It is a big day for the St. Helen Community and we want the rest of the community to help us celebrate. Father Juan Montoya, deceased priest, with Father Francis Brockmann, wrote an interesting historical sketch of the parish, tracing its start in 1906 with a mass celebrated by Fr. Linus Braun, shortly after his ordination. The records show the first baptism was a baby, Maria Patterson, on Aug. 29, 1906.
There was no Catholic church in Portales until 1909, when a mission church was dedicated under the name of St. Elizabeth, located at the corner of Iowa and Chestnut Streets (now Avenue G and University Drive.) For the next 10 years until 1919, the mission was cared for by the Franciscan fathers of Roswell, N.M.
In 1919, there was a resident priest at Sacred Heart Church in Clovis, and “the short distance of nineteen miles” was judged close enough for the Catholics of Portales to travel to attend Mass. So from 1919 until 1938 there were no church services at St. Elizabeth Mission.
With the opening of Eastern New Mexico Junior College in 1934, there became a need for Catholic services for the students, and on April 6, 1938 Archbishop Gerken of Santa Fe granted permission for Mass to be celebrated during Holy Week in one of the classrooms of Eastern New Mexico Junior College.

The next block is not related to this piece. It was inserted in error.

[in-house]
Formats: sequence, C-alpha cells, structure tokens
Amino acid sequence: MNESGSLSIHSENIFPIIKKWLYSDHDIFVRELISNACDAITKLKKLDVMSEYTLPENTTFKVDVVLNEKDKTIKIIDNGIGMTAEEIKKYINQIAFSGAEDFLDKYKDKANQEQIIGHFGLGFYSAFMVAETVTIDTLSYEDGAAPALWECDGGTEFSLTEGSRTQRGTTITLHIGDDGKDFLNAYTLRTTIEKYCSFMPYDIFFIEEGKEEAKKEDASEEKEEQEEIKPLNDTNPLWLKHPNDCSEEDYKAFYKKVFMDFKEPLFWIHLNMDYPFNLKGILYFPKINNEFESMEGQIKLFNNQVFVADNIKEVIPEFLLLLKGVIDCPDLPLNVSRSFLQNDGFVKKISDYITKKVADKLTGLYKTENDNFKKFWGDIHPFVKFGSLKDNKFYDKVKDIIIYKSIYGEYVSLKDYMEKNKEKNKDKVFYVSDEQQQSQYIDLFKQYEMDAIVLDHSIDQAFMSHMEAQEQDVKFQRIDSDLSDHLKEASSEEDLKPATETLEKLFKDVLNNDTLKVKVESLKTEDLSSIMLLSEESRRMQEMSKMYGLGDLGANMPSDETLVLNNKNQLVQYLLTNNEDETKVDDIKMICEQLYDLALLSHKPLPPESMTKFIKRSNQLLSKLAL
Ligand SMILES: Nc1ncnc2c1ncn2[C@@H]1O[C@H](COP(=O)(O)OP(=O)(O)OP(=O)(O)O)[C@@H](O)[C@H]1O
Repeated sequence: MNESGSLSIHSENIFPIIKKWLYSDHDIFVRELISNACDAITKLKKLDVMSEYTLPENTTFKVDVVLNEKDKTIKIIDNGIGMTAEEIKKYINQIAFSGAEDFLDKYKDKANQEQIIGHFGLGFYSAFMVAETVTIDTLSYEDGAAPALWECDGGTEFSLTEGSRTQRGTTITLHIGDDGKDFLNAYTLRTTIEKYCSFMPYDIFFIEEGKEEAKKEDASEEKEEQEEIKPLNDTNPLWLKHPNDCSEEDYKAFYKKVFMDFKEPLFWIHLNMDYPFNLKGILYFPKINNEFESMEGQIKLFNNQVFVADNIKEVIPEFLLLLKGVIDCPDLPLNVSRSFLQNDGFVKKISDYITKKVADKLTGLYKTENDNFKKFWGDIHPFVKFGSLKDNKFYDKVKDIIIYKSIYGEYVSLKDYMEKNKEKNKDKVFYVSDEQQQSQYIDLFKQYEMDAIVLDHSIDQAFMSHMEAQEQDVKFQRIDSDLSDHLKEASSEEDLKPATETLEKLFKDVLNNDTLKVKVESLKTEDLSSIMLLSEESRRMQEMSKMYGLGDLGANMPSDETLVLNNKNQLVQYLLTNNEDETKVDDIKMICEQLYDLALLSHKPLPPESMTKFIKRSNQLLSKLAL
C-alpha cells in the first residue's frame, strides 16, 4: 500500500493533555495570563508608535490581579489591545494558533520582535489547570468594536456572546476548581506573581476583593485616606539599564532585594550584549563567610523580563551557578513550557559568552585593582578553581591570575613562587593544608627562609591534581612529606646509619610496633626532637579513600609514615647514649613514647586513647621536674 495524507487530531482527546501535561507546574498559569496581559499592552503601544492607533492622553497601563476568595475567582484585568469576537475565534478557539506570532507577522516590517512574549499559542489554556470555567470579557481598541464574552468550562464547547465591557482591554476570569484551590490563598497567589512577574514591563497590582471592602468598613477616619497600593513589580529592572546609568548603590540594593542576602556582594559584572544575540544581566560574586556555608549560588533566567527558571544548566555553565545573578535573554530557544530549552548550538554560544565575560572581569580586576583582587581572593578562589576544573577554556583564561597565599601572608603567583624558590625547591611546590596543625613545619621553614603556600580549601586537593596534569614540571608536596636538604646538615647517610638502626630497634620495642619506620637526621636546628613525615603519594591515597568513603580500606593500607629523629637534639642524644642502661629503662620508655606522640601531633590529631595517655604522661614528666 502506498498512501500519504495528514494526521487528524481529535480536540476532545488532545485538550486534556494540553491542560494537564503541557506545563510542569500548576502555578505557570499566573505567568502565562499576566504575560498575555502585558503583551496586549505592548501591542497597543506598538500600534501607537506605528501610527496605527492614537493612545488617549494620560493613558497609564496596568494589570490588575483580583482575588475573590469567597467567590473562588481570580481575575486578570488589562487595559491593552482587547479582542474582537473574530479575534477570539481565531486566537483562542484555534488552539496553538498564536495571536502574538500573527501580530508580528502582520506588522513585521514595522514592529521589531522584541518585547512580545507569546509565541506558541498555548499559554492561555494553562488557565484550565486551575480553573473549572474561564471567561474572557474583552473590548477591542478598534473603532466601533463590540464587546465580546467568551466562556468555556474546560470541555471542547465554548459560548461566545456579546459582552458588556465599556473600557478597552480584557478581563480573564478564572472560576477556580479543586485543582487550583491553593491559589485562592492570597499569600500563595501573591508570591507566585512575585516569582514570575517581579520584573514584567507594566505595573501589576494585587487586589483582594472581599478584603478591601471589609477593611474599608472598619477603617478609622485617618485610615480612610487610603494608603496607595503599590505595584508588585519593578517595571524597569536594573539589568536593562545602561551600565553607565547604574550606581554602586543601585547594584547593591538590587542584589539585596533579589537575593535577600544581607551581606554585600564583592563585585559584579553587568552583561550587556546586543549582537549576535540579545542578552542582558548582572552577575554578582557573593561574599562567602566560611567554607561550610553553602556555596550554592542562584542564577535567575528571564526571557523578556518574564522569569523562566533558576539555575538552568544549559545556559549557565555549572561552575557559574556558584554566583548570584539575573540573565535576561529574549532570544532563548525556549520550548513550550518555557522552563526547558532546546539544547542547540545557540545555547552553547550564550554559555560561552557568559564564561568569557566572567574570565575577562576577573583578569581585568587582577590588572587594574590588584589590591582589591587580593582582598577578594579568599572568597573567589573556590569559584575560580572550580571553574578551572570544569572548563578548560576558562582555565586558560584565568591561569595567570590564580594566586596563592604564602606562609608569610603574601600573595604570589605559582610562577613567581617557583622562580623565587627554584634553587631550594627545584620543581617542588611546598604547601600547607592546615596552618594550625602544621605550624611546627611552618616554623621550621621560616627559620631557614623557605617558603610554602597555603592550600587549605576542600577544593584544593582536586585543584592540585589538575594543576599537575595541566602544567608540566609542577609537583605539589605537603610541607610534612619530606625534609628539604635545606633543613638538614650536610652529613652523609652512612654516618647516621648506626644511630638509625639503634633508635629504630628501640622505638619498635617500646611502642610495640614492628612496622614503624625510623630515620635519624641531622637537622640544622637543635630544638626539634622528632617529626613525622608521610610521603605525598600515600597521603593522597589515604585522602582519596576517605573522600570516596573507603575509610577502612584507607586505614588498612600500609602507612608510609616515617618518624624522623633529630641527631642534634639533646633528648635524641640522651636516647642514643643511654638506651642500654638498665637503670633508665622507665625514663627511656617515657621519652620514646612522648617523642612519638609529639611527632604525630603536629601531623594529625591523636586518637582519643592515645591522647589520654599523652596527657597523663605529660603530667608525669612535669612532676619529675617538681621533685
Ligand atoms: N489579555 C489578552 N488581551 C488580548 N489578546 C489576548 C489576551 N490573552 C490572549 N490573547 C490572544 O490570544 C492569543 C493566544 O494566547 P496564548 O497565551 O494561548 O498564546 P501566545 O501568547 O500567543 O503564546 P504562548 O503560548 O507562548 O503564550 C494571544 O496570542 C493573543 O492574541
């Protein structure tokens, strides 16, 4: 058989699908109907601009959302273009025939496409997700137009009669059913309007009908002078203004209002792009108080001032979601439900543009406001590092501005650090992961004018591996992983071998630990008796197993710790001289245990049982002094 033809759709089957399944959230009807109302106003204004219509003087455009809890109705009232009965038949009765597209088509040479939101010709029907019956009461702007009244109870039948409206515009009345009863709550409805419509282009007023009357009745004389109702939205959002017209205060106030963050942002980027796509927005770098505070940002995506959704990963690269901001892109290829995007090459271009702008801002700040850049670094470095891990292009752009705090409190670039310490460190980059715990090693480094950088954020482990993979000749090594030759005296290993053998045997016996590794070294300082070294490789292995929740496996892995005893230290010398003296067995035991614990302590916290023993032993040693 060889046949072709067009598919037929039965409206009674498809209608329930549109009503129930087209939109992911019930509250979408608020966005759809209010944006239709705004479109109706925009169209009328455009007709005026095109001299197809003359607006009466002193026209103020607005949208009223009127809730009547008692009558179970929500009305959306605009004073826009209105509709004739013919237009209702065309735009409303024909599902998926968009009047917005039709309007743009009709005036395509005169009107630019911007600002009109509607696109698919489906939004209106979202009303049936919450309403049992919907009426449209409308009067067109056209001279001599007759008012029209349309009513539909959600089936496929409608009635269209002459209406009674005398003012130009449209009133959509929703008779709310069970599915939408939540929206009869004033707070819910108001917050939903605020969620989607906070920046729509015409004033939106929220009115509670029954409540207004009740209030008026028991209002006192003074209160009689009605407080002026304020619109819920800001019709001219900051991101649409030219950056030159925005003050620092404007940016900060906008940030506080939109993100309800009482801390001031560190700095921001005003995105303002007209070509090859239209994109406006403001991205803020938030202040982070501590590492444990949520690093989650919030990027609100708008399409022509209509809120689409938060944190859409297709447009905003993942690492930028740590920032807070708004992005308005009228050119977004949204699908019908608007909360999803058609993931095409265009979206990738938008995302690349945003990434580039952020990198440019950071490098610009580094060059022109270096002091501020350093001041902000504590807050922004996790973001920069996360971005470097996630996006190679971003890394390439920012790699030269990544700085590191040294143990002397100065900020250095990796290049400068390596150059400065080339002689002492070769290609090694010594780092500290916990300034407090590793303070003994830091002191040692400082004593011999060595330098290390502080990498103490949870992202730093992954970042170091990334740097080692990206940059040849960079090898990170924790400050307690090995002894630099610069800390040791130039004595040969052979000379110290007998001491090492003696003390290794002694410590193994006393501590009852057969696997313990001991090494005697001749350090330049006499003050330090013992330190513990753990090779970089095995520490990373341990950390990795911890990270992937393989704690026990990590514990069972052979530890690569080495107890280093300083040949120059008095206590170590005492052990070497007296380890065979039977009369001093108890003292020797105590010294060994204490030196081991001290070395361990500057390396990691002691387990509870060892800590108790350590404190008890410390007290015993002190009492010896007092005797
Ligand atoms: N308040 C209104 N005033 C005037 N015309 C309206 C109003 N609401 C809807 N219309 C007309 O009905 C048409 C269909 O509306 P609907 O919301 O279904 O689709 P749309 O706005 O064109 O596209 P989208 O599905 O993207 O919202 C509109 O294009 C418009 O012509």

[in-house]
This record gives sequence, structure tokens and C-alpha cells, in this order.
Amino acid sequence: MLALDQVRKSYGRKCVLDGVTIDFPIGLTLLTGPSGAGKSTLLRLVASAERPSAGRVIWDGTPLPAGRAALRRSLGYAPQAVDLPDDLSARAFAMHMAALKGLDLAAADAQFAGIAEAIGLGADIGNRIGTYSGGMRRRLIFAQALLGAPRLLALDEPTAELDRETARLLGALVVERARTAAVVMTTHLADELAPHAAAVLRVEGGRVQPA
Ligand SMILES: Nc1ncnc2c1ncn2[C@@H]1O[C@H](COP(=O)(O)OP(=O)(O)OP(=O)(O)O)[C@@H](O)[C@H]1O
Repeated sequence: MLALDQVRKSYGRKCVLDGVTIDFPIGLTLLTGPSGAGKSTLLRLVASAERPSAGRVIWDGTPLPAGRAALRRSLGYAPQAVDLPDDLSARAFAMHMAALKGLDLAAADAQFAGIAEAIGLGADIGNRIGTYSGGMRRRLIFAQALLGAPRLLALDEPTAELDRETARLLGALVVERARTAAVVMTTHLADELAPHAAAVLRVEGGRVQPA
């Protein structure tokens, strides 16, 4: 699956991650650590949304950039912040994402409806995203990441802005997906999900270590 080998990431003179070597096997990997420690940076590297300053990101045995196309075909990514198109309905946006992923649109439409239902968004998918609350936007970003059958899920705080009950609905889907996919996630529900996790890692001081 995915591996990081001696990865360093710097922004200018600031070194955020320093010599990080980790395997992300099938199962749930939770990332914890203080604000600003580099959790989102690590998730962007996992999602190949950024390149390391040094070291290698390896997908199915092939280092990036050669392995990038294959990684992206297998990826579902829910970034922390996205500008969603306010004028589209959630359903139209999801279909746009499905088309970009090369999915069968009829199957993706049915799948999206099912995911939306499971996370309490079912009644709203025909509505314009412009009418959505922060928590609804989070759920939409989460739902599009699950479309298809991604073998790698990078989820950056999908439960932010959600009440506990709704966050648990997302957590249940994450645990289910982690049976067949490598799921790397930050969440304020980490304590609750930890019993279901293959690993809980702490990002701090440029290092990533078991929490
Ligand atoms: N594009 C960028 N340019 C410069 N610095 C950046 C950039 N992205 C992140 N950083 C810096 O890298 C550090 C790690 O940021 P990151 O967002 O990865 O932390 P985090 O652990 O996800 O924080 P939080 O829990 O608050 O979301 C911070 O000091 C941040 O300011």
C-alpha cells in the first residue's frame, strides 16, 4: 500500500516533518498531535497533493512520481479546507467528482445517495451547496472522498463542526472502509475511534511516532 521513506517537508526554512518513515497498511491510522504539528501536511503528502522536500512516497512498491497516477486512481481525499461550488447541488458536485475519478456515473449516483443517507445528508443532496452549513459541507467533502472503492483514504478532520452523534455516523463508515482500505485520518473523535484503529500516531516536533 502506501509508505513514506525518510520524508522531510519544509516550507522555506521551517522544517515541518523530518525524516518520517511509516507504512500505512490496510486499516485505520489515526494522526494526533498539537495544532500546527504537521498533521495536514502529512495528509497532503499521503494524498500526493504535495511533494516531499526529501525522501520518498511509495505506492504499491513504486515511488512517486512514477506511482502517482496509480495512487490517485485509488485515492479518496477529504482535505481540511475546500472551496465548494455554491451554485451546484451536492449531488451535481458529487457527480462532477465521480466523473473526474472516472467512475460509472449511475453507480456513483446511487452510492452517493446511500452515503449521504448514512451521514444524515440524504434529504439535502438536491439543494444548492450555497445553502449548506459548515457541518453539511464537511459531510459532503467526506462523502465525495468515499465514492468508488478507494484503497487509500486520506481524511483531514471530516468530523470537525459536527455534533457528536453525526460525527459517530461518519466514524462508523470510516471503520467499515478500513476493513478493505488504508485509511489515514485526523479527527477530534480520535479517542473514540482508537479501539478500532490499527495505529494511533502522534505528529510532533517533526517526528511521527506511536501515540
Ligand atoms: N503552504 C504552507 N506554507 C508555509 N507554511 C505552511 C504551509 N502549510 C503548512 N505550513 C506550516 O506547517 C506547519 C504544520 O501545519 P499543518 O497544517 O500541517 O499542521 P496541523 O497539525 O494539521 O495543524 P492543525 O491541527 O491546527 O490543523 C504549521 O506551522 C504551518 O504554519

A Newman Club was organized on the campus through the efforts of Fr. Raymond Soper of Sacred Heart of Clovis, and Miss Louise Boillin, a Catholic member of the college faculty.
Through the instrumentality of Miss Boillin, the Franciscan Fathers returned to Portales in 1938 and thereafter Fr. Raymond said Mass at the college once a month, and eventually every Sunday.
Eventually, a Catholic mission was re-established in Portales, with Charles Hardesty, Dave Colligan and Walter Jentzen as officers, but it was not until March 1941 that a contract was signed to build a church and a community room for the Newman Club for a total of $3,475.
From 1938-46 St. Helen’s was taken care of by the Franciscans at Sacred Heart Church of Clovis. A census in 1951 showed 95 families and approximately “four hundred Catholic souls” in Portales.
On Jan. 18, 1952, the first resident pastor, Fr. Bertus Grassman, was appointed and took up residence at 1624 South Avenue O. The new St. Helen’s church was completed July 23, 1952.
The Silver anniversary event was celebrated on June 24, 1958, when a decree from Rome officially designated St. Helen a parish.
|Farewell for Dr. Donald Paschke|
A special thanks to all of you who helped us celebrate Don Paschke's farewell COPE. It was evident he felt properly regaled! Don shared later in the evening that he doesn't remember the last time he felt so beloved, and that we all helped give him a "lift" he really needed during this time of transition.
|ENMU Grad named superintendent|
|(courtesy of Union County Leader)|